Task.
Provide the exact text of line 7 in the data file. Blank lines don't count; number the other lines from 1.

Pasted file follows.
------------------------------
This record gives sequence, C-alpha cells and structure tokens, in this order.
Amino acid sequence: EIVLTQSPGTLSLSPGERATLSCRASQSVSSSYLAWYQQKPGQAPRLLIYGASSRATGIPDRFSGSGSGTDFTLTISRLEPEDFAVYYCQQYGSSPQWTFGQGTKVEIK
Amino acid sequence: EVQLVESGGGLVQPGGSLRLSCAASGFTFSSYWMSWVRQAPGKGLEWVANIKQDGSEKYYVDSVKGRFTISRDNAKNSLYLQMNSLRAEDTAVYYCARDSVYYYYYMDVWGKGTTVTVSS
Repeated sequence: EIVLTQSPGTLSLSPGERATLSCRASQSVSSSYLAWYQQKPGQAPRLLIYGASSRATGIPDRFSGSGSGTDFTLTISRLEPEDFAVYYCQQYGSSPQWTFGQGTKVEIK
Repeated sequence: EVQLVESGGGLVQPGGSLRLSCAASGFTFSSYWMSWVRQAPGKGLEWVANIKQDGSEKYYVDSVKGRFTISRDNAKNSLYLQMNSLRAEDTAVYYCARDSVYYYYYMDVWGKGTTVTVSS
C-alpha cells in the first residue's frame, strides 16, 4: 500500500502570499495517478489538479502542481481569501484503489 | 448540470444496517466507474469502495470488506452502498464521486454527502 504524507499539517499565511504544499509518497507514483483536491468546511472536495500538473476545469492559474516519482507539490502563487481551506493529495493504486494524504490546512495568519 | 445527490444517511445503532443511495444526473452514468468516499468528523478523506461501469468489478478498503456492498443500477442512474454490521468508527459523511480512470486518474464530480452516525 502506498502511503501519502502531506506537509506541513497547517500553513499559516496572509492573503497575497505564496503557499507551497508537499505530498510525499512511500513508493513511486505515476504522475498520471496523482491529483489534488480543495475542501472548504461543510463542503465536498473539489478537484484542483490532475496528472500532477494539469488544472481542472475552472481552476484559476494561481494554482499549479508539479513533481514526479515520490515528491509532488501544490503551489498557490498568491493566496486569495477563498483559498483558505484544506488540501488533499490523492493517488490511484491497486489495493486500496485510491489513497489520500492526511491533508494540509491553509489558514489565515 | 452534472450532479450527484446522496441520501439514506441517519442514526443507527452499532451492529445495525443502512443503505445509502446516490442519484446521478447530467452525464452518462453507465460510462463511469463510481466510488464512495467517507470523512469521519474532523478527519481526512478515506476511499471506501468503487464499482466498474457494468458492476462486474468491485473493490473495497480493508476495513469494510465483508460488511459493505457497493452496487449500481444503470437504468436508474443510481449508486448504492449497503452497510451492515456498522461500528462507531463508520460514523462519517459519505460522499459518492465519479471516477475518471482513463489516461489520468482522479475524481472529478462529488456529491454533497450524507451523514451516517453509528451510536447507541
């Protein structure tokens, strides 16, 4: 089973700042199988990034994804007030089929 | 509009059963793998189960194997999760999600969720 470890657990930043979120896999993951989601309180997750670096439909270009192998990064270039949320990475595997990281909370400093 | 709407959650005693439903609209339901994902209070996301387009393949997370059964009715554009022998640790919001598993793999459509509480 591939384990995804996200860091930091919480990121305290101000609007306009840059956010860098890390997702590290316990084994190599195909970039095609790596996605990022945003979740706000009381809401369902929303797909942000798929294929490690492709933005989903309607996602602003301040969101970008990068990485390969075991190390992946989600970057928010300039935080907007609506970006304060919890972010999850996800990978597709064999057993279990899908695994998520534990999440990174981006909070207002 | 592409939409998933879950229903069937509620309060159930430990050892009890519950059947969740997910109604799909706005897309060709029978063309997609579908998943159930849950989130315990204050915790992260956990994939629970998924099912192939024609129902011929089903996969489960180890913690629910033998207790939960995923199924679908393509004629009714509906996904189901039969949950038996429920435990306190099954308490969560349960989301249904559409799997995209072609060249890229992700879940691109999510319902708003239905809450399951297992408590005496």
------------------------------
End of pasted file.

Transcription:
């Protein structure tokens, strides 16, 4: 089973700042199988990034994804007030089929 | 509009059963793998189960194997999760999600969720 470890657990930043979120896999993951989601309180997750670096439909270009192998990064270039949320990475595997990281909370400093 | 709407959650005693439903609209339901994902209070996301387009393949997370059964009715554009022998640790919001598993793999459509509480 591939384990995804996200860091930091919480990121305290101000609007306009840059956010860098890390997702590290316990084994190599195909970039095609790596996605990022945003979740706000009381809401369902929303797909942000798929294929490690492709933005989903309607996602602003301040969101970008990068990485390969075991190390992946989600970057928010300039935080907007609506970006304060919890972010999850996800990978597709064999057993279990899908695994998520534990999440990174981006909070207002 | 592409939409998933879950229903069937509620309060159930430990050892009890519950059947969740997910109604799909706005897309060709029978063309997609579908998943159930849950989130315990204050915790992260956990994939629970998924099912192939024609129902011929089903996969489960180890913690629910033998207790939960995923199924679908393509004629009714509906996904189901039969949950038996429920435990306190099954308490969560349960989301249904559409799997995209072609060249890229992700879940691109999510319902708003239905809450399951297992408590005496």